You are powerful

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By Marc Lopez

Magnificent Mondays

Monday, August 4, 2014

IN WESTMINSTER Abbey in London, on the tomb of an Anglican Bishop, you will find this epitaph:

“As I grew older and wiser, I discovered the world would not change, so I shortened my sights somewhat and decided to change only my country. But, it too, seemed immovable. As I grew into my twilight years, in one last desperate attempt, I settled for changing only my family, those closest to me, but alas, they would have none of it.

And now as I lie on my deathbed, I realize: If I had only changed myself first, then by example I would have changed my family. From their inspiration and encouragement, I would then have been able to better my country and, who knows, I may have even changed the world.”


Do you want to change your neighborhood or the city you are living in? Or better the situation at home or your workplace? Do you have this strong belief that if only this “one person” would change, everything would turn around for the better?

Well, you’re right, if that “one person” would change, your life would be much better. But that “one person” is not your city mayor, your spouse, or your neighbor. That “one person” is you.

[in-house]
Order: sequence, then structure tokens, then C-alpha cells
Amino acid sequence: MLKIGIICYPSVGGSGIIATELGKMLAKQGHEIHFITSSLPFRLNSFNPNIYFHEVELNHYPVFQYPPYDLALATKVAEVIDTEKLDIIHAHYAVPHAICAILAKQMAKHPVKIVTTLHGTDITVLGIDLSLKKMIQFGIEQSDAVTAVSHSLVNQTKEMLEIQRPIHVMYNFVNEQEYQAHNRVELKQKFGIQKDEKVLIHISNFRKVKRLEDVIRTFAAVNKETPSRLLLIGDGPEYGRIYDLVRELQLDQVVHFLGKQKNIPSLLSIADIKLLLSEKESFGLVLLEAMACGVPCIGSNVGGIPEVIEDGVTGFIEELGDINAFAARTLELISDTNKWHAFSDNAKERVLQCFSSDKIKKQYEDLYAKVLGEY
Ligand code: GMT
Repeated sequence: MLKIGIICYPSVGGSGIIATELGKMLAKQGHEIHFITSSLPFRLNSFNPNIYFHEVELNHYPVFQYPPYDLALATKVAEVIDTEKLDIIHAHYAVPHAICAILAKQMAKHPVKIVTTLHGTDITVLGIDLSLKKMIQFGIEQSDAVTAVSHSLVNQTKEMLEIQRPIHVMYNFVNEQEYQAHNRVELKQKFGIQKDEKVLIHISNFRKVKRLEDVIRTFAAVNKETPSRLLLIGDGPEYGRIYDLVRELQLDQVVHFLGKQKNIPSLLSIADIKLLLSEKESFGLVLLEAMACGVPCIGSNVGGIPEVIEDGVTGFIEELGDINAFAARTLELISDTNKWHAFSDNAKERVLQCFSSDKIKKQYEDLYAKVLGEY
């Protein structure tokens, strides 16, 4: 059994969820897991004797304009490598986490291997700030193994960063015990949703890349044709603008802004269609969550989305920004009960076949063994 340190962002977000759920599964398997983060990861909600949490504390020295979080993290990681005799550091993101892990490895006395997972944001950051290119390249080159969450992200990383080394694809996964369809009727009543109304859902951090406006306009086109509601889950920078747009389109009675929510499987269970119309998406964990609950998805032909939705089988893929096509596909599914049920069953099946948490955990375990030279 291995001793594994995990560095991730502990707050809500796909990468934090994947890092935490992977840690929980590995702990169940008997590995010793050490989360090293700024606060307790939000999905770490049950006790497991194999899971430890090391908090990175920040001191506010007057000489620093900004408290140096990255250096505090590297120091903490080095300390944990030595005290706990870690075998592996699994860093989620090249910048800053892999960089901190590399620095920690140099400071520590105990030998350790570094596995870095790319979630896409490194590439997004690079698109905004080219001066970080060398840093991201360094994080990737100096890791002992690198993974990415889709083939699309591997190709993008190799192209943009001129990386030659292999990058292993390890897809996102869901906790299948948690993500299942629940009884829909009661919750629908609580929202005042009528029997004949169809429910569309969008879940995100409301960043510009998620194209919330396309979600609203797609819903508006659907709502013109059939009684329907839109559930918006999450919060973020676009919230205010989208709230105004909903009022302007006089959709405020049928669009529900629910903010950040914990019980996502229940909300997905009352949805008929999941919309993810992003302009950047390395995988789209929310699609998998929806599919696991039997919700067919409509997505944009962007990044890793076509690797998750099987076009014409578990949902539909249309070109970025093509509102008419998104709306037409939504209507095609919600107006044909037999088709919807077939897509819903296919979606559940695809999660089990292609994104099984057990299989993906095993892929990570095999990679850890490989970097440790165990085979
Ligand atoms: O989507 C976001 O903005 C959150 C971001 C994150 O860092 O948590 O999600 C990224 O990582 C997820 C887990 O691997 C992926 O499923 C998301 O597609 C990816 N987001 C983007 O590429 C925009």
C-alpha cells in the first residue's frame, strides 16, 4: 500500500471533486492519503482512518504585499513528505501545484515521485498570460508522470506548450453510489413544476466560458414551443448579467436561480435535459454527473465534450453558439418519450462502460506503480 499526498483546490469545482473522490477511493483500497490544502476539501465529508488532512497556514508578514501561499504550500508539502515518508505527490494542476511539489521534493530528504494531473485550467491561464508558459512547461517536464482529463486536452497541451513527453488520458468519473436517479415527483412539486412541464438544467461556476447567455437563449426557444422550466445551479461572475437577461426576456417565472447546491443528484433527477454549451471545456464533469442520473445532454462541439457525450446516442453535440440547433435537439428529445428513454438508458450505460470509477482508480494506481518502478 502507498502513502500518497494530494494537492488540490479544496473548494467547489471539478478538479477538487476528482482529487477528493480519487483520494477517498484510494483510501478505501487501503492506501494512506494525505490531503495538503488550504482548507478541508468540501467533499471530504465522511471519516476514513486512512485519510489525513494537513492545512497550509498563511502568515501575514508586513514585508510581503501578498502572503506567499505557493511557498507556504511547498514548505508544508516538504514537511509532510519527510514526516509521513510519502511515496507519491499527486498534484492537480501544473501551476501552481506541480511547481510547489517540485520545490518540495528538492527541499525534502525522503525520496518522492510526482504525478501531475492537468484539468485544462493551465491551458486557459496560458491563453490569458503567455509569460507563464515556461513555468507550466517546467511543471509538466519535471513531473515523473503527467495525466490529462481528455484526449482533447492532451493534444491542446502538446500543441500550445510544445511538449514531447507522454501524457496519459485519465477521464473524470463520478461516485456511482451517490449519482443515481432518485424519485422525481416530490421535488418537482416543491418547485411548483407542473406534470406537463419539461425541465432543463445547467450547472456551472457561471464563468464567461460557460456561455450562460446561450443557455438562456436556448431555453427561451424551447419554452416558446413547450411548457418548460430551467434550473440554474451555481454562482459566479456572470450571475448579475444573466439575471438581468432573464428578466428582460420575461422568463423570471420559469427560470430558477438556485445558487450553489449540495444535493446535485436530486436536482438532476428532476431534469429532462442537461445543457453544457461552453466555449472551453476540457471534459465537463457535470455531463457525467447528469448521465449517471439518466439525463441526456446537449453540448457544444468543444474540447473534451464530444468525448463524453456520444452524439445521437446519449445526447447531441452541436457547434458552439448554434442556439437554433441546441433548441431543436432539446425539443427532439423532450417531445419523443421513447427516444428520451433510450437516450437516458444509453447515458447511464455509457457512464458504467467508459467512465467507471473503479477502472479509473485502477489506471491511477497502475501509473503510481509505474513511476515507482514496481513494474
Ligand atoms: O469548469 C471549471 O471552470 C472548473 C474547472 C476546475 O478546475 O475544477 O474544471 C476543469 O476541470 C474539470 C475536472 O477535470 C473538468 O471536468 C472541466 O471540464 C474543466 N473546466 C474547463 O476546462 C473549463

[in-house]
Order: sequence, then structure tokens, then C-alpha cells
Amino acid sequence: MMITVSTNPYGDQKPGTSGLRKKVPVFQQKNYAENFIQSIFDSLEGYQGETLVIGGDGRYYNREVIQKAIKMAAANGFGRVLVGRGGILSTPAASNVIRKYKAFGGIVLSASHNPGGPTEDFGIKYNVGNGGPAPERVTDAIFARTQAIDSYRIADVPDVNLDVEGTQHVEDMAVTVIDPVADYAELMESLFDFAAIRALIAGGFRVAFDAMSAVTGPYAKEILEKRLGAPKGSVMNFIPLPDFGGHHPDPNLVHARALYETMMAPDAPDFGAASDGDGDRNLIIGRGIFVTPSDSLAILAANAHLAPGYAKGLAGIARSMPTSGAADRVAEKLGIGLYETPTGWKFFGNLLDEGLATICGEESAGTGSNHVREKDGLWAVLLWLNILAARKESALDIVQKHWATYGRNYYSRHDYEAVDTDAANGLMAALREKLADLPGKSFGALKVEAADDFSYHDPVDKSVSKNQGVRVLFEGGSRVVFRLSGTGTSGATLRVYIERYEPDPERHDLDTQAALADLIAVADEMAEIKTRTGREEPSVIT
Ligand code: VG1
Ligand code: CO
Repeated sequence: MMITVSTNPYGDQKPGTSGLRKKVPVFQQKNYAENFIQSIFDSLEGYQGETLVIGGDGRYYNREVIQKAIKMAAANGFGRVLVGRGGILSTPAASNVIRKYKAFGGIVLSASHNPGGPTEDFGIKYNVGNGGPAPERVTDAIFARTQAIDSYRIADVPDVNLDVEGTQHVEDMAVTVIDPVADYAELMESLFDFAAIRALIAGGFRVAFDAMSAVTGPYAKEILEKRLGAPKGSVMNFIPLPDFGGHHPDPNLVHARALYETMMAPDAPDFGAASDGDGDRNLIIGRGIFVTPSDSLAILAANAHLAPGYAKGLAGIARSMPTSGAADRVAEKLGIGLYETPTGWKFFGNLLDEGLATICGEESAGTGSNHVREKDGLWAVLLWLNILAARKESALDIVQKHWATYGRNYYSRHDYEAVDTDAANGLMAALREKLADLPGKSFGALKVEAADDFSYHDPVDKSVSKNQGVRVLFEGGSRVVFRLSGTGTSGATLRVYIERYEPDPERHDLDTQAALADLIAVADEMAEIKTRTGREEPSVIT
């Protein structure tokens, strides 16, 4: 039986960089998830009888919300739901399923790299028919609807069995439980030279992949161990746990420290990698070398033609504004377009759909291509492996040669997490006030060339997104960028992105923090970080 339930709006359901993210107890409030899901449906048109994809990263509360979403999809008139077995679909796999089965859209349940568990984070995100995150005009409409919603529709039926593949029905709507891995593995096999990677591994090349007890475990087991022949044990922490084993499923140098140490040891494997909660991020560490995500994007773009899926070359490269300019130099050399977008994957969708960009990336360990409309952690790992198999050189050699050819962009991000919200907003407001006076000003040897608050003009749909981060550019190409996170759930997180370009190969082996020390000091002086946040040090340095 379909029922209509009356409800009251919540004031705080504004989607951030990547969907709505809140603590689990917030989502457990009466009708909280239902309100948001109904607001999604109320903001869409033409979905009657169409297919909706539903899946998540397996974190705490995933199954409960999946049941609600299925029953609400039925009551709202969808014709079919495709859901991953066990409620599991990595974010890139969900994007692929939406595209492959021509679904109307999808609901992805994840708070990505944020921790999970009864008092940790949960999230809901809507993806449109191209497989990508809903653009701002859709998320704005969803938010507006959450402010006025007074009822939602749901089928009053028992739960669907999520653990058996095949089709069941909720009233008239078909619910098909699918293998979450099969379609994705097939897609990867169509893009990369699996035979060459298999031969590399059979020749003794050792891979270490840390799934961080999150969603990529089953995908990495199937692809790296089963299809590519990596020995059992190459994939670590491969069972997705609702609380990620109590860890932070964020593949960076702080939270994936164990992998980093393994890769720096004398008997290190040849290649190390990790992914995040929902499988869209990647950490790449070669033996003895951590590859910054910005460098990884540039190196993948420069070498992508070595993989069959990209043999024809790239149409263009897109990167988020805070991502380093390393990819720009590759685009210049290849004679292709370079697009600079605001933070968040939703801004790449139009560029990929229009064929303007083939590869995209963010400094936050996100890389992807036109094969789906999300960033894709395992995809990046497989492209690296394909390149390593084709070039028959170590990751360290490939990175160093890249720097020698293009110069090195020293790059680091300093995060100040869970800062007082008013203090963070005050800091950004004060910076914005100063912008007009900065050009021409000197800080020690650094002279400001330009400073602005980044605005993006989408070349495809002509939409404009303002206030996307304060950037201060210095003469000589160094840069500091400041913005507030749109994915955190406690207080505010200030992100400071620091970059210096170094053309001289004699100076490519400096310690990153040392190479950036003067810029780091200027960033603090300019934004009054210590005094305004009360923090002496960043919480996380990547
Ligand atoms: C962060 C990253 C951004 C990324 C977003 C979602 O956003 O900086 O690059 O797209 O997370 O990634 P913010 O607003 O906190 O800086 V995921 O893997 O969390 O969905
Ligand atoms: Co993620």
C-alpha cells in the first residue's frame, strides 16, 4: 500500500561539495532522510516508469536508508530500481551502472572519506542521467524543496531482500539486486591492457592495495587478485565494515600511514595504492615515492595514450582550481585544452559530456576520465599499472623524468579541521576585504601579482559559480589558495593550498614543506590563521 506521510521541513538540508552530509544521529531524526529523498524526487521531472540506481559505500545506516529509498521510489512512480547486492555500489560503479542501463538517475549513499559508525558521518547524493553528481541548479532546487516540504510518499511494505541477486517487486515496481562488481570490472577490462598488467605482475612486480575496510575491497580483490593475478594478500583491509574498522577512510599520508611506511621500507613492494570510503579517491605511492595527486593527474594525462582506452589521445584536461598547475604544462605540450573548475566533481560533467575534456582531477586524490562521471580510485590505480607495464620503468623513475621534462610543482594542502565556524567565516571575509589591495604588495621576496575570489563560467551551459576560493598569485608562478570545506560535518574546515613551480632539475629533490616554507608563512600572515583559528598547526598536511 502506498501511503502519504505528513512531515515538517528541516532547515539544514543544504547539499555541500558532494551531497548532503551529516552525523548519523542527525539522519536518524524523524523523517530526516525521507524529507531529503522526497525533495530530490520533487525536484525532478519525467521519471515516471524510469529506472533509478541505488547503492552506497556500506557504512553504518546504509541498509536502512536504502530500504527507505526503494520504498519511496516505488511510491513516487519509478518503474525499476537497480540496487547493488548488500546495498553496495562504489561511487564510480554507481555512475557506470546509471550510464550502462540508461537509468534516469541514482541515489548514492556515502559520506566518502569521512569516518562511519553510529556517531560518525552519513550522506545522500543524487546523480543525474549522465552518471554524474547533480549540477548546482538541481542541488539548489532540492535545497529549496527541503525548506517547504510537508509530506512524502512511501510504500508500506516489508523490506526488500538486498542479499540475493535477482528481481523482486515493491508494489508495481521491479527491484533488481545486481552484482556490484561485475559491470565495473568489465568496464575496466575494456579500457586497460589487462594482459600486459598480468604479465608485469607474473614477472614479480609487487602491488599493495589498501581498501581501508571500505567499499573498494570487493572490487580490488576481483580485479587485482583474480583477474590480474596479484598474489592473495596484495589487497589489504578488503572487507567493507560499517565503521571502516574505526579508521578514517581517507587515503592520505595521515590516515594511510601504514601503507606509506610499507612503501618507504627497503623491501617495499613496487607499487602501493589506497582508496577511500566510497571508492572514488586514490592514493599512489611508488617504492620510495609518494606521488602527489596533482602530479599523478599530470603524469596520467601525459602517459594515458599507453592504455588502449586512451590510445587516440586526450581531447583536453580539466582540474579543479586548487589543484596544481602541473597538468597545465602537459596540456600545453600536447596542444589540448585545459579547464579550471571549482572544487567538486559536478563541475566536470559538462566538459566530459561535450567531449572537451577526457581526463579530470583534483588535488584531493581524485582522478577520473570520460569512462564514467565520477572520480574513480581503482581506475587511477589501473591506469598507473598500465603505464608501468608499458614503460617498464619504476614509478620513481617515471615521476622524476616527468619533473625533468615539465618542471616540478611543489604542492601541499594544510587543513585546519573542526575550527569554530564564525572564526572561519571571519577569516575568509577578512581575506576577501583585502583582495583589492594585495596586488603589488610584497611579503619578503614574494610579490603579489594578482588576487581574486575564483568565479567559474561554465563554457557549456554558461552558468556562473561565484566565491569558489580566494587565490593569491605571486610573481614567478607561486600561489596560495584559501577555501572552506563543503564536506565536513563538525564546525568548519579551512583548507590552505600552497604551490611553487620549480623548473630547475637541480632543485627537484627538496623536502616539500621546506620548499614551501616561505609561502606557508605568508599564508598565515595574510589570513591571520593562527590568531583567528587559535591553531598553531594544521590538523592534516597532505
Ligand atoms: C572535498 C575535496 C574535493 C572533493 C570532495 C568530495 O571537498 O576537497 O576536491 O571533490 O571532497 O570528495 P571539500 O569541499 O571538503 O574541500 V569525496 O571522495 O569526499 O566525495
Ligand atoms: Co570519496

According to Stephen Covey, if you choose to be highly proactive, and granted that you are smart, aware, and sensitive to the needs of others (I believe you are, that’s why you are reading this column), your life alone can replace 50 reactive people without initiative.

Being proactive means that as a human being you are responsible for your own life. You are literally response-able. Your life is the result of your decisions, not your conditions. Your city, your workplace, your family situation is a result of the choices you have made. That’s a lot of responsibility place on your shoulders. Which consequently means that is how influential you are. That is how powerful you are.

If you choose to take responsibility for the influence you have, instead of giving it to “everyone else” by blaming and complaining about them, you can change the results you see around you!

It is not what happens to you, but your response that hurts you. Eleanor Roosevelt, US first lady from 1933 to 1945, puts it plainly: “No one can hurt you without your consent.” That is what it means to be proactive!

As we continue to revisit the 7 Habits of Highly Effective People, my hope is that we become more empowered to bring positive changes around us.

Last week we were reminded that lasting change begins from the inside out. This is what makes for real excellence. Before we can consistently keep our commitments with others, Covey advises that we practice keeping commitments with ourselves.

Commit to stop playing the blame-game or complaining-contest, and start being proactive. Be the very change you want to see at home, at work, in your community!

Choose to have a Magnificent Monday!

Published in the Sun.Star Bacolod newspaper on August 04, 2014.


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